By  |  May 12, 2006; 7:00 AM ET
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Though there is enough to say about the illigality of now two domestic spying programs, but what I do not hear much about is HOW these programs affect our freedoms. 9/11 spooked a lot of people and people I used to think loved America and the Constitution were ready to give it all up to be "safe". This is how freedoms are lost and once lost difficult to get back. "Live Free or Die" is the motto of those who value freedom over safety and that is the real debate. Do we want to be a very free society or a very safe society. There is little room for both.

So, what are are the consequences of this domestic spying. How will the loss of your 4th ammendment freedoms affect you? Most people probably think little, but one only has to begin imagining what would happen if your neighbor had the ability to review your phone records and eavesdrop on your calls and things change. They do not want their neighbor, friends or co-workers to know who they called or what was said. When they are reminded that those sitting at the NSA are not robots but real people, it begins to sink in. Remind them again that those people can be ordered by higher ups to do anything with that data and it sinks in a little more. Imagine Karl Rove wanted to know who Sen. Kerry's press secretary had been talking to. Could he get those records? What would stop him? Imaging he could have the NSA eavesdrop on his calls. Because there is no oversight, all of this is possible. Imagine an investigative reporter reports on a republican representative who is taking bribes and the source is a congressional aide. Guess who could determine the identity of that aide though phone records without a warrant. Imagine an ex-ambassador who reports Niger is not selling uranium to Iraq and the administration wants to retaliate. With the power they have at the NSA they can do a lot, not only to the ambassador but to those he is talking to.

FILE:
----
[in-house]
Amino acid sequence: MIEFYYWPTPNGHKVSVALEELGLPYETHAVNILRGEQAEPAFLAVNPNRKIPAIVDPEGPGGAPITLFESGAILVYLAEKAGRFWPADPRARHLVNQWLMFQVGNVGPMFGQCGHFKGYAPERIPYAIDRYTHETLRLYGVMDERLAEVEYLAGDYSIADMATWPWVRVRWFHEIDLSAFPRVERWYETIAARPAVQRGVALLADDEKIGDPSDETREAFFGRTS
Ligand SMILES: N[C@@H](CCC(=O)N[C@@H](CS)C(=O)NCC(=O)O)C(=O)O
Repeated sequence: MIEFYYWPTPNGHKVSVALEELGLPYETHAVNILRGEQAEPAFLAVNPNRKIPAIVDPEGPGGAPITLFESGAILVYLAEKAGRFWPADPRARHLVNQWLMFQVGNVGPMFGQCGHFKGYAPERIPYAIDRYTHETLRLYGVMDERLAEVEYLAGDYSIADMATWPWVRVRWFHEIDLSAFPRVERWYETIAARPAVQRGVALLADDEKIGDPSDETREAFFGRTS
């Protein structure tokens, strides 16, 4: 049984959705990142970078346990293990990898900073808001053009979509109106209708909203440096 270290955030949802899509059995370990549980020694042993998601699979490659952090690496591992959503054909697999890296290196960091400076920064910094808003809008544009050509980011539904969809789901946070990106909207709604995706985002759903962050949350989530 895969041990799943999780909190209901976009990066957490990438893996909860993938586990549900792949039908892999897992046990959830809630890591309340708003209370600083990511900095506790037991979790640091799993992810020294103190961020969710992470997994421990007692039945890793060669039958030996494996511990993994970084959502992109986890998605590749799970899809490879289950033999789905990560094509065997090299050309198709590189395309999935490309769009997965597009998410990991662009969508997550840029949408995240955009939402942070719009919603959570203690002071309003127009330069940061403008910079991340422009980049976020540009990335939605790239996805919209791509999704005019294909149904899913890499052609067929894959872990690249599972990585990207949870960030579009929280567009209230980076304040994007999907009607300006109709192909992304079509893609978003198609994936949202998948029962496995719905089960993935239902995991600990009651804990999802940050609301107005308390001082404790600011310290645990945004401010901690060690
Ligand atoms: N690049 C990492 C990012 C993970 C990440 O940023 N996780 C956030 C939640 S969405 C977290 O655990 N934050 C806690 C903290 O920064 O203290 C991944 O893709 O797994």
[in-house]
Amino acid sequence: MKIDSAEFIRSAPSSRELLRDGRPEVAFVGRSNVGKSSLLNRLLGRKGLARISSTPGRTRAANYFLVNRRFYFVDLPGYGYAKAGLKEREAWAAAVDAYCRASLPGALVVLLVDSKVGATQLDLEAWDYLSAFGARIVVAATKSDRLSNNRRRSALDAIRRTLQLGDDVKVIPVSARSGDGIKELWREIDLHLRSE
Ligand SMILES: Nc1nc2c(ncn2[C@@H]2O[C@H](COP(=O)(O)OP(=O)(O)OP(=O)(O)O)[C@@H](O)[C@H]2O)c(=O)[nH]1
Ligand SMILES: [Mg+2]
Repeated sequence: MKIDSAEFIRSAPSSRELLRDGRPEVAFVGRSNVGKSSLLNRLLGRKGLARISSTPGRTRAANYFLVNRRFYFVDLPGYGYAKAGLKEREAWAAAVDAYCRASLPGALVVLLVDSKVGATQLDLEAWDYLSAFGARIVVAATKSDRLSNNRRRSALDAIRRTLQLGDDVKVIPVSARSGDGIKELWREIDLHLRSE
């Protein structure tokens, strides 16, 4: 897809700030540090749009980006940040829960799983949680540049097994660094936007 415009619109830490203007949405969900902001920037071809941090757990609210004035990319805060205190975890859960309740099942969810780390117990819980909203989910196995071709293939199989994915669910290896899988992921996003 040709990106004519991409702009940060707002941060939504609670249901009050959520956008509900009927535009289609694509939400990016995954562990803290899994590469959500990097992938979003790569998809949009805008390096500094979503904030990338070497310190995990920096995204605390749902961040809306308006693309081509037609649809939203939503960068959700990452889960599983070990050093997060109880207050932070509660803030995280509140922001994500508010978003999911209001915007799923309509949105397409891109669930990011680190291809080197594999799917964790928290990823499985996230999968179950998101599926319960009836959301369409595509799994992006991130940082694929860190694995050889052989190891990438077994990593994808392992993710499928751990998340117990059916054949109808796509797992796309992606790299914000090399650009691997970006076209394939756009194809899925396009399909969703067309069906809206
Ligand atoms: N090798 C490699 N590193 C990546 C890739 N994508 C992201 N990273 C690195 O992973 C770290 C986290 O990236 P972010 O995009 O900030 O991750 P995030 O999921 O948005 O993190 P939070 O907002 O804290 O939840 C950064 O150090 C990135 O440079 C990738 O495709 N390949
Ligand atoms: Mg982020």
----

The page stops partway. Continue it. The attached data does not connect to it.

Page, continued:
Spying is a necessity in a hostile world and this has been recognized for ages. What is new and very dangerous is that this is now happening in America without oversight. Congressional laws to protect oversight have been ignored by this administration. How can an administration so willing to break the law ask anyone to trust it. Trust is not built into the American republic. Checks and balances are. This administration does not want to live by those checks and balances and thus not under the constitution. Its been said many times that power corrupts. Having the phone records of Americans and the ability review them and eavesdrop on them at will is a lot of power. It WILL corrupt. My guess is it already has, likely during the last election cycle. The temptation to use those records can easily be understood. Without oversight, Americans have no protections from our government. Congress should be ashamed.